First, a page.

Cyprus Mail
Guest Columnist Opinion

Is the G7 tax agreement a threat to Cyprus’ foreign direct investment?

g7 summit in cornwall
U.S. President Joe Biden and British Prime Minister Boris Johnson pose for a family photo with G-7 leaders in Cornwall.

By Barret Kupelian

Last week saw the G7 agree on a set of ground-breaking reforms to the international tax system. This was met with some scepticism in Cyprus as well as other jurisdictions like Ireland where the headline corporate tax rate is low relative to other EU member states. So, what does it mean for Cyprus and should we feel threated by this change if and when implemented?

Current FDIs in Cyprus are linked to the country’s tax regime

To answer this question, we need to better understand the size of Foreign Direct Investment (FDI) to Cyprus. Historically, policymakers and politicians on the island extoll the virtues of FDI. The usual explanation is that Cyprus is brilliant at attracting foreign investors and that low corporate tax (CT) rates and other factors are integral to this success. The emphasis almost always tends to be on the CT rate, even though this is just one of the many factors international businesses assess when considering where to invest.

What are these foreign investments?

A closer look at the latest data released by the Central Bank of Cyprus shows the extent and distribution of the FDI across different sectors of the Cyprus economy. Specifically, the table shows us that the inflow of FDI stock in Cyprus (i.e. accumulated inward FDI) is around the €400 billion mark, or almost half a million euros per person, predominantly focused on financial services, transportation and the property market. This therefore supports the argument that Cyprus is good at attracting foreign investments to the island.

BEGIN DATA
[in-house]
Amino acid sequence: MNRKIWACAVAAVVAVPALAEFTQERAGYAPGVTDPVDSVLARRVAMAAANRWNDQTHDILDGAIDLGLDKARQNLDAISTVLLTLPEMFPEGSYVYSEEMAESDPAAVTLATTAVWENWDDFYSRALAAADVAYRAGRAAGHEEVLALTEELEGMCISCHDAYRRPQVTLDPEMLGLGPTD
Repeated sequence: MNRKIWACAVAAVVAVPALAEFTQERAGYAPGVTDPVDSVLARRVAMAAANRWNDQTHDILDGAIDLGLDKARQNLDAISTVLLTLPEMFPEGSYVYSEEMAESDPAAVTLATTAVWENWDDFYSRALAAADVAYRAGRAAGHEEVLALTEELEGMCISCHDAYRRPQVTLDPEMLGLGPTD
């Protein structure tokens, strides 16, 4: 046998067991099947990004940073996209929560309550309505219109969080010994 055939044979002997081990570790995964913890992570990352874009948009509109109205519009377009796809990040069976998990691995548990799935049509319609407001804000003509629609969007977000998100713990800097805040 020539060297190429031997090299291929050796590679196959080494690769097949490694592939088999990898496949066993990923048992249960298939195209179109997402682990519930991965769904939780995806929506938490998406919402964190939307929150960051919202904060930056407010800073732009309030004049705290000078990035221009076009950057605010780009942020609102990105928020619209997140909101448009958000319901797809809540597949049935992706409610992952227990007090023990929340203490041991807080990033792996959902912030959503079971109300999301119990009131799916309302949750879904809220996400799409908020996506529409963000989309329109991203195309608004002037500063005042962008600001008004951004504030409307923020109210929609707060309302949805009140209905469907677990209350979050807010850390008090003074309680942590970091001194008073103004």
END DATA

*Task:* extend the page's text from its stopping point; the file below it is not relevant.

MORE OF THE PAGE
Stock of inward FDI to Cyprus

Primary and secondary sectors 1
Tertiary 399
of which:
Financial and insurance activities 373
Transportation and storage activities 10
Real estate activities 8

2019 figures, in billion EUR

Source: Central Bank of Cyprus

But the devil lies in the details…

However, the FDI figures mentioned above include transactions from Special Purpose Entities (SPEs). According to the Central Bank’s definition, which follows international norms, SPE’s are entities with virtually no or little physical presence and employment in Cyprus. They are typically established for activities like intrafirm financing, to manage intangible assets and to carry out holding activities often with the intention to minimise a multinational’s global tax bill. It is precisely these types of entities and transactions the G7 tax agreement targets—those that are officially classified as FDI which in reality don’t increase or transfer jobs or technology to the host country’s capital stock. This is not a Cyprus specific phenomenon. Within the European Union for example, Luxembourg hosts as much FDI as the US—the world’s largest economy—and more than China—the world’s second largest economy with much of these numbers inflated by SPEs.

The IMF classifies SPE-related FDI transactions as ‘phantom’ as they do not contribute to the real economy relative to a situation where a true physical presence is established.